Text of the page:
“We've had lots of problems this past year in Germany, with doping issues as you know, so now we have a new system where you can get tested during training times and I think that's a very good idea. The German Federation is paying for this. All riders and horses on the team lists get checked through the year. They can come and take blood tests, not only at the show, but in between,” Schmidt said. He supports the policy, saying he has nothing to hide in his barn anyway. And if you ask him, he’ll tell you that it seems like a good policy to have worldwide. I should also add that Schmidt doesn’t think that dressage riders, in general, are big drug abusers and added that Werth’s situation last year was an odd case, even for her. “Isabell rode so many horses at shows and was tested so many times and nothing happened, so I don't know what happened this time. I don't think she did this to have a better test. That I believe. So, I don't think German dressage riders really do this for a better test. There was probably some other reason for the horse,” he said.
But to return to the question – is the German approach the answer worldwide? I would be curious to know how many American high performance riders would have no problem with USEF officials coming to their farms now and then for a drug test. Logistically, instituting such a policy in a country this size could be a nightmare, not to mention a tremendous cost. Such a policy approach, however, is not without models. In U.S. environmental policy, state and federal environmental officials can turn up at agricultural and industrial businesses and test for contaminates. The theory of such policies is that if people know officials can turn up any time for testing, they will be more likely to follow the environmental rules and regulations. Would the knowledge that officials could turn up any time and drug test your horse, even if the horse is just hanging out at the home barn in training, make riders think twice about the drugs and medications they use?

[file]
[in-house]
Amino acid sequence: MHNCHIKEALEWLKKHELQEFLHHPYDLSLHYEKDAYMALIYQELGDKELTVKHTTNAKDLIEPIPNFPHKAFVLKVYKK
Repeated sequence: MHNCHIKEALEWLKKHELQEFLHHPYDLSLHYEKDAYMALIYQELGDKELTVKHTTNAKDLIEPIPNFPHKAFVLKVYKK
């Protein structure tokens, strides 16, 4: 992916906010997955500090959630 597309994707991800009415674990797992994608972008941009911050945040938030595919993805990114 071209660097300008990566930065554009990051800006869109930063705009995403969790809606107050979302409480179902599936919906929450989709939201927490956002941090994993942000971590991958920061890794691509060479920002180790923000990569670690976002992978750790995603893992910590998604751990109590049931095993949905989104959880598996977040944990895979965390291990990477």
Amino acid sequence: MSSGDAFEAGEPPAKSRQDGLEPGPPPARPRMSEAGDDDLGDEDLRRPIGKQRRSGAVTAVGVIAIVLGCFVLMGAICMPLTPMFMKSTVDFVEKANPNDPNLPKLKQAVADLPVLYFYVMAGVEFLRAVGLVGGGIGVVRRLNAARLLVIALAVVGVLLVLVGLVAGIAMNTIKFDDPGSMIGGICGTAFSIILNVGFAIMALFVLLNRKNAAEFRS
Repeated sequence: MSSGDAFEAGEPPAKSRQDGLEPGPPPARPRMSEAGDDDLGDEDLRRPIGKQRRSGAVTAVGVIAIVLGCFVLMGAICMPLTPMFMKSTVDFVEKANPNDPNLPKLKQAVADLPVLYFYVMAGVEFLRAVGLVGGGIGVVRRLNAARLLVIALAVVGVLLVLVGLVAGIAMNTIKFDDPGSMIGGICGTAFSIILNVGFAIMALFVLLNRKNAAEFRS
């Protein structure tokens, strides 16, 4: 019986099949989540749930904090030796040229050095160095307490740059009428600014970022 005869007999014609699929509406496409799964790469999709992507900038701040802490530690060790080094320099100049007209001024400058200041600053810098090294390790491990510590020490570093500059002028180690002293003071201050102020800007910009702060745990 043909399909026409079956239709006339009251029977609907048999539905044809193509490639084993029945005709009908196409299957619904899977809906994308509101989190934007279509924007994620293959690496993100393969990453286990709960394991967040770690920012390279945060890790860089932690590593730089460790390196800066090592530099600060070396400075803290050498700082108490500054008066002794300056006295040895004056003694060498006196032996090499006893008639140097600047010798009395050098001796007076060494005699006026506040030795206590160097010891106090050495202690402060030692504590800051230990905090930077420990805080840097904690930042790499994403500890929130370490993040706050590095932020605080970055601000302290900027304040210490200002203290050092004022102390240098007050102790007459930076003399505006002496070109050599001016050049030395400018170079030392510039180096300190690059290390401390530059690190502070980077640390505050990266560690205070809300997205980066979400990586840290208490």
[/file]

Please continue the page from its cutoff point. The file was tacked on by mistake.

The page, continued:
Obviously, being Americans, we would also consider the privacy invasion aspect of such a policy. But one could counter this with the argument courts use for politicians who complain about media invasion of their privacy – ‘If you chose to be a public official, then you accept that your life will be public.’ There are some extremely good riders in this country who have opted not to compete simply because they do not want to be exposed to the stress and scrutiny of the competitive world. So the counter argument could be that often heard in politics, which is ‘Yes, but then this is why some very good people don’t get into politics and the loss is ours.’ Might some very good riders decide the drug policies are too much and just get out? I don’t know.
I confess, I don’t have the answer to the drug issue. And my suspicion is that neither do most people involved in equestrian sports because if we had the answer, we’d solve the problem. Perhaps, to use a public policy analogy again, we sit back, watch the Germans and see how things work out for them. They could be our test case from which we learn what works and what doesn’t. U.S. states do this all the time – watch policies implemented in other states and see how they work. The only thing I am sure of is that with issues such as drug use, all sides need to keep an open mind and attempt to understand the perspectives of all involved. Drawing lines in the sand will do no one any good, particularly for the horses. I know a horsewoman who believes there is a place for drugs and uses them carefully to improve the lives of her horses and I know another who avoids drugs like the plague. And I have tremendous respect for the horsemanship of both so I can’t honestly tell you which is right. And, I would never tell you that one loves her horses more than the other.
Feel free to contact Lynndee Kemmet with comments, ideas, feedback. firstname.lastname@example.org